Sometimes the grass really is greener on the other side of the fence.
It would be hard to argue that point where Matt Kenseth is concerned.
More often than not, changing rides in the NASCAR Sprint Cup Series brings a period of acclimation, as a driver learns the ropes at his new team. Oftentimes, success doesn’t come quickly or easily for the new kid on the block.
In Kenseth’s case, the transition from Roush Fenway Racing to Joe Gibbs Racing has been seamless. On Sunday at Kansas Speedway, Kenseth won his second Cup race of the season and stands eighth in points. With the exception of the race at Fontana, Calif., Kenseth has driven a car capable of winning every event this year — including Martinsville.
That’s right, Martinsville, one of Kenseth’s habitual bogey tracks. Others have noticed his marked improvement at the difficult short track, including the man who currently wears the mantle “Mr. Martinsville,” Jimmie Johnson.
Johnson originally considered Kenseth’s job change a lateral move, but Kenseth’s performance at Martinsville gave him reason to reevaluate.
“When I saw him flying at Martinsville, I realized that the car had something to do with it at that particular track,” Johnson said Sunday after running third behind Kenseth and Kasey Kahne in the STP 400.
“He’s been on the record and told me time and time again he hates that place, and having him pass me for the lead and take off, he certainly showed something there.”
Kenseth has meshed beautifully with crew chief Jason Ratcliff, one of the rising stars in the Cup garage. Ratcliff built his resume in the Nationwide Series, and with Kenseth behind the wheel, now has the ideal platform to showcase his talents at NASCAR’s highest level.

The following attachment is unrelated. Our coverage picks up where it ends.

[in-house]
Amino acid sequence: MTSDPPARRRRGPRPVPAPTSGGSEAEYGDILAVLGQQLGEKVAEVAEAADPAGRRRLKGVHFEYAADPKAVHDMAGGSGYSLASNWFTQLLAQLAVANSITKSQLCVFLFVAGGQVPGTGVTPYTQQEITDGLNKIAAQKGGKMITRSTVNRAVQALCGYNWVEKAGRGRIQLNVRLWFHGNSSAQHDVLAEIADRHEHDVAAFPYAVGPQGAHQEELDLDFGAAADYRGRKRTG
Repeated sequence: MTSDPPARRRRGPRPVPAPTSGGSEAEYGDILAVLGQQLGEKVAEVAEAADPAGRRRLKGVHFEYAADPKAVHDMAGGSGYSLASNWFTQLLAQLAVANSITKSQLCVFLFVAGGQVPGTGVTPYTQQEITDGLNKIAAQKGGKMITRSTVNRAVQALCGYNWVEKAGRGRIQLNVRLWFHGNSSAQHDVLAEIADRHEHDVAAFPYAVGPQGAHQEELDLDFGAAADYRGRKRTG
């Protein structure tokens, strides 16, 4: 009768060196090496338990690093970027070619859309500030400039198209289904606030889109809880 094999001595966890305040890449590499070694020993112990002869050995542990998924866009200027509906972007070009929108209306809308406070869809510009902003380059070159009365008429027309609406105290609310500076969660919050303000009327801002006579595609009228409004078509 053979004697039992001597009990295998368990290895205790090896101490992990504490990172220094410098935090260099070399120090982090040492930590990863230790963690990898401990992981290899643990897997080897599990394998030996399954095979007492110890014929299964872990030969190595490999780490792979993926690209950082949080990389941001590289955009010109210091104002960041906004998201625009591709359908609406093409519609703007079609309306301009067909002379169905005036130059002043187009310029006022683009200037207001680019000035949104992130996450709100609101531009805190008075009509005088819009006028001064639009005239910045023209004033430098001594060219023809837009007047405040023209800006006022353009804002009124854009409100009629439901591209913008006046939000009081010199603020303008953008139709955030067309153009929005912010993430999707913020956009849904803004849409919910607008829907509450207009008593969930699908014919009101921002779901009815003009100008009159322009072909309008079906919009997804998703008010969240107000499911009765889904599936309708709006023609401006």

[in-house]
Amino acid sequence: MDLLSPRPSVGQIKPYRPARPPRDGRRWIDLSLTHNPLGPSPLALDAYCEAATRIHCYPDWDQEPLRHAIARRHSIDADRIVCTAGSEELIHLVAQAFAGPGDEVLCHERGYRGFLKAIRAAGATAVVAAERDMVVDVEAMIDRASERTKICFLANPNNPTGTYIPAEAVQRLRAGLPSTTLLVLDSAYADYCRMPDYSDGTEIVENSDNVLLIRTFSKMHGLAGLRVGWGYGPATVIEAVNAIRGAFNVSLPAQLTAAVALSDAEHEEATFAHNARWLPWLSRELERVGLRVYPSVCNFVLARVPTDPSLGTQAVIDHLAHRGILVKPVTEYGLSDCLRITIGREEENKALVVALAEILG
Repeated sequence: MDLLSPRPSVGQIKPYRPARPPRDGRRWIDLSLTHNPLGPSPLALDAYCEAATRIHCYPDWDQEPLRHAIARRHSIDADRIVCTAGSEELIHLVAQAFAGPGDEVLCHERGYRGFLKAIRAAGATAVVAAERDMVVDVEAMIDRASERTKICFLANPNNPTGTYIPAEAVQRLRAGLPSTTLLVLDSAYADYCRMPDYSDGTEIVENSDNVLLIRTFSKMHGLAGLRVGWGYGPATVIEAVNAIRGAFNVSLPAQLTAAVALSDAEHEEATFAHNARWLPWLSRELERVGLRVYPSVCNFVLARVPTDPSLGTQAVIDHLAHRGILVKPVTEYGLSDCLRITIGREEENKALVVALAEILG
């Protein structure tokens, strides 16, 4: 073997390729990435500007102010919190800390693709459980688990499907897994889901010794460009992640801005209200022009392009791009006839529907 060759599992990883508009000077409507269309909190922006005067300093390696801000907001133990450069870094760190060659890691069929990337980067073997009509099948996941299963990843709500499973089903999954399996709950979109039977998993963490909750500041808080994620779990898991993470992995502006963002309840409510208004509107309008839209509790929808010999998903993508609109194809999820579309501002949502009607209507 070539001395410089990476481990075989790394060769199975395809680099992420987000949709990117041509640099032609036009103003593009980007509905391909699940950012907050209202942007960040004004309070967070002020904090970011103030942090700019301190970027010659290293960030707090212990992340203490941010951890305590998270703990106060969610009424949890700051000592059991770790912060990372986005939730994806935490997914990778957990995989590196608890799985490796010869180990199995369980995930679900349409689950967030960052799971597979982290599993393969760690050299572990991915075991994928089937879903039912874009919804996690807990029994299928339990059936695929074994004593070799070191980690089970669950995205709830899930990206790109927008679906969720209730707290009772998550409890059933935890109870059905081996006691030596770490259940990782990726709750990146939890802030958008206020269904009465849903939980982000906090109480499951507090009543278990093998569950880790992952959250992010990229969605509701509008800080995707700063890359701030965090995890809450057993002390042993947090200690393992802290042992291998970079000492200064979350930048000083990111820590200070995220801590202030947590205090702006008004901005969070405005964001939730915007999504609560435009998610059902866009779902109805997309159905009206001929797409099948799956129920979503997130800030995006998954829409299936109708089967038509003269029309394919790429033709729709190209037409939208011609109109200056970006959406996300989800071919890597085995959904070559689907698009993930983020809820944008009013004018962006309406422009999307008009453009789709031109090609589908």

The irony is that none of this would have happened had Carl Edwards, Kenseth’s former teammate at Roush Fenway, taken the ride in the No. 20 JGR Toyota a year earlier.
Gibbs craved a driver to fill the seat of the car. Sponsor Home Depot was tired of getting spanked by the Jimmie Johnson juggernaut, carrying the livery of home-improvement rival Lowe’s. Nothing against Joey Logano, who preceded Kenseth in the 20 car, but Kenseth is a better fit for Home Depot and co-primary sponsor Dollar General.
Kenseth is a family man in his 40s. Logano is 22 and unmarried. Do the math.
But again, had the intense courtship involving JGR, Toyota and Edwards resulted in a marriage in 2011, a contract year for Edwards, Kenseth’s life would be quite different today.
To Edwards’ credit, he leveraged the bidding war for his services into a fat renewal with Roush Fenway. When Edwards wriggled off the hook at Gibbs, the team kept Logano in the car for the 2012 season but kept the search open for a driver with sufficient stature to satisfy the sponsors.
Though 2012 was a contract year for Kenseth, there was no public frenzy about his free agency, the way there had been with Edwards. To hear Kenseth tell it, there had been no substantive discussion of a contract extension with Roush as late as May of last year.
Kenseth started his first race for owner Jack Roush in 1998, won his lone Cup championship for Roush in 2003, and, rightly or wrongly, felt underappreciated, given what he perceived as a lack of attention to his contract status. That in turn made Kenseth receptive to discussions with Gibbs. An agreement with JGR came together quickly, with none of the snags that ultimately had squelched a deal with Edwards.
Seemingly, Kenseth has found a critical mass at his new job, and it’s no surprise that, just eight races into the season, he’s already being touted as one of the favorites to win the series championship.
This is one honeymoon that may last an entire year — or longer.